spending on hospice skyrocketing in recent years, the program's watchdog office says tying hospital payment more closely to the timing of patient transfers from the hospital to the hospice could have cut federal spending by as much as $600 million over two years.
But those savings would come out of hospitals' pockets. That's prompting CMS
officials to wonder whether making that payment change would drive hospitals to needlessly prolong acute care in order to guarantee full payments, an audit report published today says (PDF)
is intended to comfort dying patients, not cure underlying diseases; demographic trends have fueled a spike in the service. Between 2007 and 2010, Medicare spending on hospice increased 80%, to $2.7 billion in 2010, according to the study by HHS' inspector general's office.
With that kind of money at stake, the inspector general's office is recommending that Medicare start paying hospitals less for inpatients who are discharged into hospice care early, since hospitals get paid flat rates based on diagnoses that assume a certain number of days of inpatient care.
The auditors examined 100 cases in which patients left an acute-care hospital and went into hospice from 2009 and 2010. They found that about 30% of the time, patients were discharged into hospice sooner than would have been expected based on their diagnosis.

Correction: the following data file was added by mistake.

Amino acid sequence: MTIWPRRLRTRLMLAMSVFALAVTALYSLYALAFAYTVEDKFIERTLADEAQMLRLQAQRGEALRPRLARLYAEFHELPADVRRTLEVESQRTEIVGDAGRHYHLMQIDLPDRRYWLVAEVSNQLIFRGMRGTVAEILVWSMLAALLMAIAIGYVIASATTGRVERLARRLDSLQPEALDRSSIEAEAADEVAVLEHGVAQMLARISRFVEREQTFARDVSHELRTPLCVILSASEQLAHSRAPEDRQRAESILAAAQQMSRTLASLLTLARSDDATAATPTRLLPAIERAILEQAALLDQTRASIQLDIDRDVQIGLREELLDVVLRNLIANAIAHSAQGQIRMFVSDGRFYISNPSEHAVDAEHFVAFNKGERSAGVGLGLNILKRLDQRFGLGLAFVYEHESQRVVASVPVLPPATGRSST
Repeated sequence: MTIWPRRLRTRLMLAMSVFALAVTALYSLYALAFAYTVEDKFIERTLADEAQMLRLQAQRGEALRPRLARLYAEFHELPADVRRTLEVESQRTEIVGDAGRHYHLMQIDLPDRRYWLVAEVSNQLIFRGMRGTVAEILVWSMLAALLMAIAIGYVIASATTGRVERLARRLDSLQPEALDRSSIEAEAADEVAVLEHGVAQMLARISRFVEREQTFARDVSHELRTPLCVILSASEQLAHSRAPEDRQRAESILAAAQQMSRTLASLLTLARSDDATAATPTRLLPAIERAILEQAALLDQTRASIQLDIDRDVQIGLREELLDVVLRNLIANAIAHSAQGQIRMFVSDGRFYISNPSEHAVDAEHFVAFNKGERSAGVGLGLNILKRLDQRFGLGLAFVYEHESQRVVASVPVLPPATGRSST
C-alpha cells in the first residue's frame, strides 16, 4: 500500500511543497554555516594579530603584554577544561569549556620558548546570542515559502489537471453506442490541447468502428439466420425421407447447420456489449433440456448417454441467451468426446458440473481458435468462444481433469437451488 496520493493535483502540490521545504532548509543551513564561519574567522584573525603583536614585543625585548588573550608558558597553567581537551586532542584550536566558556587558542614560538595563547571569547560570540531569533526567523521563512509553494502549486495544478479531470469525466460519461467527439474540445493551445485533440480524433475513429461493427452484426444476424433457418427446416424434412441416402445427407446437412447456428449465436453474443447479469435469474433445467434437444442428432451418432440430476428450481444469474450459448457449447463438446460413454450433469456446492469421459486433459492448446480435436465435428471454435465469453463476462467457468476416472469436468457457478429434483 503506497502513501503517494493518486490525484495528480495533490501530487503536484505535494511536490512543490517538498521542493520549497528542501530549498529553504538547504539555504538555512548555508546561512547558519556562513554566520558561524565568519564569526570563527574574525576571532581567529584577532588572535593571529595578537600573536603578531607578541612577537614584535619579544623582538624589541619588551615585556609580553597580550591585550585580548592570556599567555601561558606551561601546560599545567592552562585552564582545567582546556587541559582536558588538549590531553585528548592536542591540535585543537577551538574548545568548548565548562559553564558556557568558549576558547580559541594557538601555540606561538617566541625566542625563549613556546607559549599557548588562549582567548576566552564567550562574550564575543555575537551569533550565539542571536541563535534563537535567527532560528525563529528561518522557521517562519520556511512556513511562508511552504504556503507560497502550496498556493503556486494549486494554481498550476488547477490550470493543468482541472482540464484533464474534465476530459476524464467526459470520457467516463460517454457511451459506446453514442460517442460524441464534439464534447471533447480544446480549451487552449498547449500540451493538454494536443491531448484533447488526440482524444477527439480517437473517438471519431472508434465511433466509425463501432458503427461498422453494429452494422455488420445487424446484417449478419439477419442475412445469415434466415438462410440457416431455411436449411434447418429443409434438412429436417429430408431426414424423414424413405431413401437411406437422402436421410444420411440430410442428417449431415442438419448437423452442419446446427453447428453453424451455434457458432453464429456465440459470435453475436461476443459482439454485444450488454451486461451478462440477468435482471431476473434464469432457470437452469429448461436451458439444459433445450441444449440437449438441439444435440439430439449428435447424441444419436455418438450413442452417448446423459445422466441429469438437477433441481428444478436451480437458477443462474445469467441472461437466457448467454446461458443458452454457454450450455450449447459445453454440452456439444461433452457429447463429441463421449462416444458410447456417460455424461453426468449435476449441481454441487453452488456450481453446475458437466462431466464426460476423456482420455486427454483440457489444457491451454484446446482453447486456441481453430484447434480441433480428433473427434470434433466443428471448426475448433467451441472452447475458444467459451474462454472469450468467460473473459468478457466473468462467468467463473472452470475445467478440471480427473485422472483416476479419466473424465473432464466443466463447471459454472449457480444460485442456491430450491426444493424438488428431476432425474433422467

The OIG study estimated that by discounting hospital care for these early hospice discharges, the CMS could have saved $602.5 million between 2009 and 2010. A similar payment-reduction methodology already applies in cases where hospitals transfer patients early to other hospitals or to long-term acute care centers.CMS Administrator Marilyn Tavenner
wrote in response to the audit report that the agency would like to study the proposal further, because at least some of the savings could be wiped out if hospitals decided to hold onto hospice patients long enough to justify their full payments.
Tavenner also said it's not clear whether the CMS has authority under the law to enact such a change.
The OIG recently has targeted other areas of Medicare hospice spending for scrutiny.
Earlier this month, that office released a report questioning why treatments for some hospice patients tended to be more expensive
depending on the types of services the hospice offered rather than on the patients' health. In many cases, hospices that owned or leased their own inpatient units tended to refer patients to that care at almost triple the rate of companies that did not have an financial interest in those inpatient services, the study found. Follow Joe Carlson on Twitter: @MHJCarlson